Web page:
What do foresters do?

There is a wide variety of specialisations available in the forestry profession. Some foresters are concerned with planning of field operations to minimise soil erosion, to conserve water catchment values, to provide suitable habitats for native fauna, to ensure that rare and endangered plants or animals are protected and to maintain scenic landscape values, a whole of landscape approach to land management is being undertaken in Australia, which means that foresters interact with farmers, water supply, engineers and soil conservation officers to achieve better coordinated and more sustainable systems of land management.

Protection of forests from fire is major function of foresters in Australia. Foresters plan and implement strategies for fire prevention, detection and suppression. They devise and maintain the management techniques in the forest to meet objectives of fauna habitat management or regeneration of new forests. They provide equipment for fire fighting and radio communication, and train and direct staff. Other foresters are involved in tending forests.

This is called silviculture, which means the establishment or regeneration of forests and their subsequent thinning, pruning or wed control. Silviculture also includes production of seed for new forests, often using sophisticated genetic improvement techniques, the establishment and management of tree nurseries. Tending forests may require the application of fertiliser, sometimes from the air, and the manipulation of forest composition by the use of fire or carefully controlled tree harvesting. A vast amount of information on tree growth and growth rates under different cultural conditions is needed for making silvicultural decisions. The business of forest management requires foresters to undertake inventories of growing stock in forests, to forecast future growth of a variety of forest products, to estimate community demand for forest products, and to identify optimum strategies for forest management. The latter requires the use of advanced modelling techniques and computer based decision tools.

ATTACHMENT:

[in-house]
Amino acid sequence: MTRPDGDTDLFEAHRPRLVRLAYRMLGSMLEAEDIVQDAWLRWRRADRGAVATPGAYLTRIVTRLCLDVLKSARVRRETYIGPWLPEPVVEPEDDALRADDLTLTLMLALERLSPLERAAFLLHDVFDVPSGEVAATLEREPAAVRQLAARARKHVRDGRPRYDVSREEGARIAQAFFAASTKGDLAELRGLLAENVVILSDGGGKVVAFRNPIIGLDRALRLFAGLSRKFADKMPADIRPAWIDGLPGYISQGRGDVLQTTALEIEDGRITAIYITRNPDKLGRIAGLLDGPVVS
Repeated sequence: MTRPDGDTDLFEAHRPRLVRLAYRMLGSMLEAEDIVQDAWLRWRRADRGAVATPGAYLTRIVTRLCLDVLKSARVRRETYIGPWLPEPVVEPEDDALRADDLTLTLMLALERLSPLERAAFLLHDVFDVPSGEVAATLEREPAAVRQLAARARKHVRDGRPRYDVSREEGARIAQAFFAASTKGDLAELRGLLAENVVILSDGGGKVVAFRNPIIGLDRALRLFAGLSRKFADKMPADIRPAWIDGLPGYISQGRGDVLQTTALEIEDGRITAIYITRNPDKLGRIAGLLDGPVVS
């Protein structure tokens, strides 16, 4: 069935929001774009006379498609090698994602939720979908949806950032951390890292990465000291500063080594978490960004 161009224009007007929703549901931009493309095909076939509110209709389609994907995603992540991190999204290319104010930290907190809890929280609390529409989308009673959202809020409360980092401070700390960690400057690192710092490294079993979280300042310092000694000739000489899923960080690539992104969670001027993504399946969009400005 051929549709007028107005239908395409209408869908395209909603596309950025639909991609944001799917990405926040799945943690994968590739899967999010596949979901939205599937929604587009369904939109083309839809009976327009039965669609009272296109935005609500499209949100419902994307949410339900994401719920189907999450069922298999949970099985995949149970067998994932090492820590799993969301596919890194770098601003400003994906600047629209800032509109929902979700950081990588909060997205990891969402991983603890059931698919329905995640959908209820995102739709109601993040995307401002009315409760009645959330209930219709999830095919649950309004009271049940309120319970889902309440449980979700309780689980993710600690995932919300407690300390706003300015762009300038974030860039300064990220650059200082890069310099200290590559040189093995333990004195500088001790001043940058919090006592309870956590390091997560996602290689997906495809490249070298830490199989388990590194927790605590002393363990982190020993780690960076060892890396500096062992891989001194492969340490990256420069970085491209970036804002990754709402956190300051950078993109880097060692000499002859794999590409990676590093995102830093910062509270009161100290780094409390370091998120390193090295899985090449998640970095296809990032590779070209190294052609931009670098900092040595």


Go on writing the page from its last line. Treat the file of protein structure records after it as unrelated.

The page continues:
Foresters make use of computer based land information systems and geographic information systems for analysing the outcomes of various options for management. Some foresters are engaged in organising and controlling the harvest of timber from forests for the production of sawn timber for house construction, furniture manufacture, plywood, particleboard, poles, posts, fuel wood and for paper pulp. Other forest products are tannin bark, gums, resins, essential oils, honey and forage for livestock. For timber harvesting, areas to be felled or thinned are identified and carefully planned to meet the requirements for environmental protection, soil and water conservation, fire protection, regeneration of the forest if required, market requirements and the economics of harvesting equipment. Harvesting involves a considerable amount of forest engineering skill to locate and construct roads, bridges and other facilities. Foresters may be involved in the processing, utilisation and marketing of forest products.

They may provide technical expertise to ensure efficient use of timber, better timber seasoning, development of new wood adhesives and better methods of preservation of wood against rot and termites. All forest operations are supported by scientific research, and there is a very wide variety of research undertaken by forest managing agencies or companies, by CSIRO, by cooperative research centres and by universities. Often, research activities are associated with extension work, taking the results of research to users, either in government agencies or in the agricultural community, in the case of agroforestry.